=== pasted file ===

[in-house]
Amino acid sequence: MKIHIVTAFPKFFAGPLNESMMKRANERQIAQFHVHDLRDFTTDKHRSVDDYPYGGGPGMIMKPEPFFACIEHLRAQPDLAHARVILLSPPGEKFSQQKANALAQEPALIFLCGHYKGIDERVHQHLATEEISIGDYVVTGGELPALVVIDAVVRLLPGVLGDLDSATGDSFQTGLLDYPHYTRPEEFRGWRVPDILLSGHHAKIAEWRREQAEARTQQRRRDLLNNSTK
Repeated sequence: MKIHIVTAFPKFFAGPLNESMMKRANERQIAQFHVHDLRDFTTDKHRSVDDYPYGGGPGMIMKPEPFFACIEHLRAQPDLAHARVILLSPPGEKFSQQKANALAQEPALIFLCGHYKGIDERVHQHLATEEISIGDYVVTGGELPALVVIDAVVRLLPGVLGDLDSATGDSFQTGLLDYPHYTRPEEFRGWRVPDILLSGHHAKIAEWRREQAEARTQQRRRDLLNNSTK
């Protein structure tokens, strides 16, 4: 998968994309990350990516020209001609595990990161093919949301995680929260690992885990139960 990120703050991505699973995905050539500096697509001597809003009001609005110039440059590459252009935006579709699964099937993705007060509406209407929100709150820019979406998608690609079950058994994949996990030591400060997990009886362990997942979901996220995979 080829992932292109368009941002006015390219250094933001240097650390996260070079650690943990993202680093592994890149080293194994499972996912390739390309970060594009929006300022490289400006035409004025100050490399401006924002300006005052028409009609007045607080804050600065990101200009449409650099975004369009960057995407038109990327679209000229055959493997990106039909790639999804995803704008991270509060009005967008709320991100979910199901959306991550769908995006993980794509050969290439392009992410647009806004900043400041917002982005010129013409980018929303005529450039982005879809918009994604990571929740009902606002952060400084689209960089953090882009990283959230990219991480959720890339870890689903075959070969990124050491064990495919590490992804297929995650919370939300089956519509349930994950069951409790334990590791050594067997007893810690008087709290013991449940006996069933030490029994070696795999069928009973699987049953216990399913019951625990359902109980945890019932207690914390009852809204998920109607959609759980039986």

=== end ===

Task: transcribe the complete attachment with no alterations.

[in-house]
Amino acid sequence: MKIHIVTAFPKFFAGPLNESMMKRANERQIAQFHVHDLRDFTTDKHRSVDDYPYGGGPGMIMKPEPFFACIEHLRAQPDLAHARVILLSPPGEKFSQQKANALAQEPALIFLCGHYKGIDERVHQHLATEEISIGDYVVTGGELPALVVIDAVVRLLPGVLGDLDSATGDSFQTGLLDYPHYTRPEEFRGWRVPDILLSGHHAKIAEWRREQAEARTQQRRRDLLNNSTK
Repeated sequence: MKIHIVTAFPKFFAGPLNESMMKRANERQIAQFHVHDLRDFTTDKHRSVDDYPYGGGPGMIMKPEPFFACIEHLRAQPDLAHARVILLSPPGEKFSQQKANALAQEPALIFLCGHYKGIDERVHQHLATEEISIGDYVVTGGELPALVVIDAVVRLLPGVLGDLDSATGDSFQTGLLDYPHYTRPEEFRGWRVPDILLSGHHAKIAEWRREQAEARTQQRRRDLLNNSTK
């Protein structure tokens, strides 16, 4: 998968994309990350990516020209001609595990990161093919949301995680929260690992885990139960 990120703050991505699973995905050539500096697509001597809003009001609005110039440059590459252009935006579709699964099937993705007060509406209407929100709150820019979406998608690609079950058994994949996990030591400060997990009886362990997942979901996220995979 080829992932292109368009941002006015390219250094933001240097650390996260070079650690943990993202680093592994890149080293194994499972996912390739390309970060594009929006300022490289400006035409004025100050490399401006924002300006005052028409009609007045607080804050600065990101200009449409650099975004369009960057995407038109990327679209000229055959493997990106039909790639999804995803704008991270509060009005967008709320991100979910199901959306991550769908995006993980794509050969290439392009992410647009806004900043400041917002982005010129013409980018929303005529450039982005879809918009994604990571929740009902606002952060400084689209960089953090882009990283959230990219991480959720890339870890689903075959070969990124050491064990495919590490992804297929995650919370939300089956519509349930994950069951409790334990590791050594067997007893810690008087709290013991449940006996069933030490029994070696795999069928009973699987049953216990399913019951625990359902109980945890019932207690914390009852809204998920109607959609759980039986």